Mass loss by stellar winds is not the only player in this game. Rotational mixing is also a key factor. For instance, it has been shown by Meynet et al. (2013) that depending on the sets of diffusive coefficients used for describing mixing, very different situations can appear. In all the cases except one, rotation tends to favor a blue location for a significant part of the core He-burning. Only in one case does rotation favor a rapid crossing of the Hertzsprung gap and a core He-burning phase that occurs mostly during the RSG phase and later stages. The present models have been computed with one of the prescriptions favoring a blue location. This produces a wider Group-1 FGLR. It also produces a bump around the 25 M model at Z = 0.006. At Z = 0.002, this bump shifts to higher initial masses. This behavior can be explained by two facts: first, all other ingredients being kept the same, rotational mixing, which favors a blue location, is more efficient in high-mass stars (hence the bump in the high-mass range). On the other hand, mass loss by stellar winds increases with the mass and the metallicity. At Z = 0.006, above about 30 M, stellar winds overcome the effects of the rotational mixing (for the initial rotation considered here) and reduce the time spent as a Group-1 BSG , and thus the bump disappears. At Z = 0.002, the mass-loss rates are smaller, so the bump shifts to higher initial masses.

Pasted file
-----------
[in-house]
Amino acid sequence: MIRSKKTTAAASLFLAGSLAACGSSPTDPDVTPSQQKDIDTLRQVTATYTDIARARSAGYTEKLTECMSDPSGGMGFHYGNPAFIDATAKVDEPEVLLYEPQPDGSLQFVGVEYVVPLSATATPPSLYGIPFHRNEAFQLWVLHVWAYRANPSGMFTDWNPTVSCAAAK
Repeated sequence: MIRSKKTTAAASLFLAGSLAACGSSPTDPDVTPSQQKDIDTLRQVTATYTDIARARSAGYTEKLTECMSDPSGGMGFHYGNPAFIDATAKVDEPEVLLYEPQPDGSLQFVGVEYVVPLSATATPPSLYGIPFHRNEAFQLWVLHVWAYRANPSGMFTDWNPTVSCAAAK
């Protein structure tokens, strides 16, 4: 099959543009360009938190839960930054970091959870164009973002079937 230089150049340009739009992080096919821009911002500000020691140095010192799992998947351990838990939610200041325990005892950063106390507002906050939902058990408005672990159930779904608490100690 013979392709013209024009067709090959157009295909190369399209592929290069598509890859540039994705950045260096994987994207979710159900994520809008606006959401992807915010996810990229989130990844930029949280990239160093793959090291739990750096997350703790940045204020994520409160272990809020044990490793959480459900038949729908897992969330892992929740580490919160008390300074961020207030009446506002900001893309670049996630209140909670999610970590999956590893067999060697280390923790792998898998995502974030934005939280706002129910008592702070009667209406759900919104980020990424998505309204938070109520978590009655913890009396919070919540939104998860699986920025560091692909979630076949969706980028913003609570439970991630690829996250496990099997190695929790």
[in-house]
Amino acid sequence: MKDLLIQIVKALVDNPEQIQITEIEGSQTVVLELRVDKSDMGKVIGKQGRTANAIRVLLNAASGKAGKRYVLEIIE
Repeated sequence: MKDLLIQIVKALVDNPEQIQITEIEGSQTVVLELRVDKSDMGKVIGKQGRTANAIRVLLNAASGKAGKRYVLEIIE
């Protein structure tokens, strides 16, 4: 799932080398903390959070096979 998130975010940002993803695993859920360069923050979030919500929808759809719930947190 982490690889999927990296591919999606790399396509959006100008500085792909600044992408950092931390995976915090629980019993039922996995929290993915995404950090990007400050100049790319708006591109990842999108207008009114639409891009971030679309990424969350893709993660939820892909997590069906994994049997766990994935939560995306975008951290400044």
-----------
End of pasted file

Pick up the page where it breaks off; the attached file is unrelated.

thumbnail Fig. 6

Distributions of observed blue supergiants in the Mbol versus plane (triangles, see references in Fig. 2). The shaded zones indicate where the blue supergiants are predicted according to the stellar models. Left panel: the observations correspond to stars with a metallicity equal to or larger than about half solar, and the shaded areas show the predictions for the Z = 0.014 stellar models (rotating and non-rotating with standard mass-loss rates). Right panel: the observations correspond to stars with a metallicity lower than about half solar, and the shaded areas show the predictions for the rotating and non-rotating Z = 0.002 stellar models with standard mass-loss rates. The blue dots show the very restricted zone where Group-2 BSGs lie in this diagram, see lower panels of Fig. 5.

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As can be seen from Fig. 5, this broadening of the Group-1 sequence is compatible with the observed scatter of the flux-weighted gravity-luminosity relation for both metallicities, 0.006 and 0.002.